When students across the nation walked out of their classrooms Wednesday, they joined a tradition of youth activism that stretches back decades. But these students' National School Walkout Day is different than the rest because of one crucial thing many protesting students didn't have in the past: social media.
It's impossible to know how the impact of past movements might have been different, had Facebook, Twitter, et. al., had been available back in the '60s and '70s as youth advocacy started to take off in the United States. But if the Parkland teens are any indication, the power of immediate connectivity can amplify a grassroots social message faster — and farther — than most previous eras could probably have imagined.
Speaking with education website The 74, Frank LoMonte, an "expert on students' First Amendment rights" who heads up the Brechner Center for Freedom of Information, called social media "the great leveler."
The Parkland students' use of social media in the immediate aftermath of the shooting at Marjory Stoneman Douglas High has been noted many times already. Teens already well-versed in the lingo of Twitter were able to parlay that knowledge into pithy tweets about gun violence and gun reform. Several of those early messages easily went viral, especially when paired beside tweets from older, less slang-savvy adults.
But the walkout on Wednesday was the first major national event (organized by the Women's March Youth Empower) to protest gun violence this year. It will be followed on March 24 with the Parkland-student led March for Our Lives in Washington, D.C. And the use of social media — not just by the Parkland teens alone, but young people nationwide — has the potential to flood Twitter, Facebook, YouTube, Periscope, etc., with images and messages from kids' own voices, unedited and uncensored.
That sort of reach was not available to the advocates of most hallmark youth movements throughout history. Another crucial way the limitless reach of social media could amplify National School Walkout Day is in its potential to dissuade excessive punishment for participating teens.
Discipline was a major concern for countless students who wanted to voice their support for gun control legislation, but were worried their schools might retaliate against them with official school discipline. Given its political nature and pointed interruption of class time, the National School Walkout is the type of demonstration many schools have historically tried to avert.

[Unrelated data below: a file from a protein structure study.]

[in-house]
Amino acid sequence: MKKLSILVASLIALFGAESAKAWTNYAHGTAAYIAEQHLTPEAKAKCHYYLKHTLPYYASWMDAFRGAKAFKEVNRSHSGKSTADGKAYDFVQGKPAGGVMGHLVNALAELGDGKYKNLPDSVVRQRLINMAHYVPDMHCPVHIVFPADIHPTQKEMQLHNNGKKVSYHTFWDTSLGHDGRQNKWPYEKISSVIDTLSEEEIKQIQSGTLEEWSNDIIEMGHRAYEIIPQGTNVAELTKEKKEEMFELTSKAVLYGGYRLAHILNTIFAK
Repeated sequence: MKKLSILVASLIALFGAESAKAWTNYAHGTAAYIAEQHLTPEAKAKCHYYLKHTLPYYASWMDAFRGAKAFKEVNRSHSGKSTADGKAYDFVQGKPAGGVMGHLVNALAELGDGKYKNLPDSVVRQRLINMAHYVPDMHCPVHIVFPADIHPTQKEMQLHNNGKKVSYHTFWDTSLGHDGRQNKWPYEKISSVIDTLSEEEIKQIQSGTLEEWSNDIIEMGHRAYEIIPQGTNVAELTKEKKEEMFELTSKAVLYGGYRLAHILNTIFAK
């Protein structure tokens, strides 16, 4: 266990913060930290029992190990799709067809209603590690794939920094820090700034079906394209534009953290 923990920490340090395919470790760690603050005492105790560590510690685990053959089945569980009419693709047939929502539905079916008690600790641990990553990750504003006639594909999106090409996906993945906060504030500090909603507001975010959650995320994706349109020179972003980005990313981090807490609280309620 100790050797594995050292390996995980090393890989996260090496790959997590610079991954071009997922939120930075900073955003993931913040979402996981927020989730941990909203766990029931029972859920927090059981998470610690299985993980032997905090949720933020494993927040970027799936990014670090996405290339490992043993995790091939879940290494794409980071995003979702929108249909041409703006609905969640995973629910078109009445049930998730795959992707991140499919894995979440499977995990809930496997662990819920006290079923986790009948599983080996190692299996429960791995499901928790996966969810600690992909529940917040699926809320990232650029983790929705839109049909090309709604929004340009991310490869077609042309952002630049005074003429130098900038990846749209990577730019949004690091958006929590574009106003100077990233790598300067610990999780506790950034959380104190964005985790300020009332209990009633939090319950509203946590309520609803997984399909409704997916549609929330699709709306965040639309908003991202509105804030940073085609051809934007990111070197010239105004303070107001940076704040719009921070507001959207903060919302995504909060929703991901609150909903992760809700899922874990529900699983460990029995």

And while it is true that young people's freedom of speech doesn't end once they step on campus, it's also true that schools are within in their rights to administer punishment for students who break the rules.
The Supreme Court ruled in Tinker v. Des Moines that students do have a right to free speech. That 1969 landmark case resolved a debate set off four years earlier by then-13-year-old Mary Beth Tinker. The junior high student wore a black armband to school in protest of the Vietnam War, and the school responded by sending her home. Several months later, the ACLU (American Civil Liberties Union) took up Tinker's case. They went on to win their argument before the Supreme Court, that students don't "shed their constitutional rights to freedom of speech or expression at the schoolhouse gate."
But schools can follow through on disciplinary action for intentional rule-breaking. And as everyone who is a once or current student knows, cutting class is almost always a no-no.
In a preemptive move to address such concerns, several colleges and universities went on Twitter themselves — to assure young prospective students that walking out would not be held against them in the application process.
And social media has already put pressure on schools that are threatening excessively punitive measures against walkout participants. After a school district near Houston, Texas issued a warning that students would receive a three-day suspension if they walked out, Twitter users made the local story a national one. And the ACLU is already asking students on Twitter to pass on how their schools are responding to the walkout.
Social media gave young people an unfettered voice during the National School Walkout. It's also helped to ensure that many students get to participate in the first place.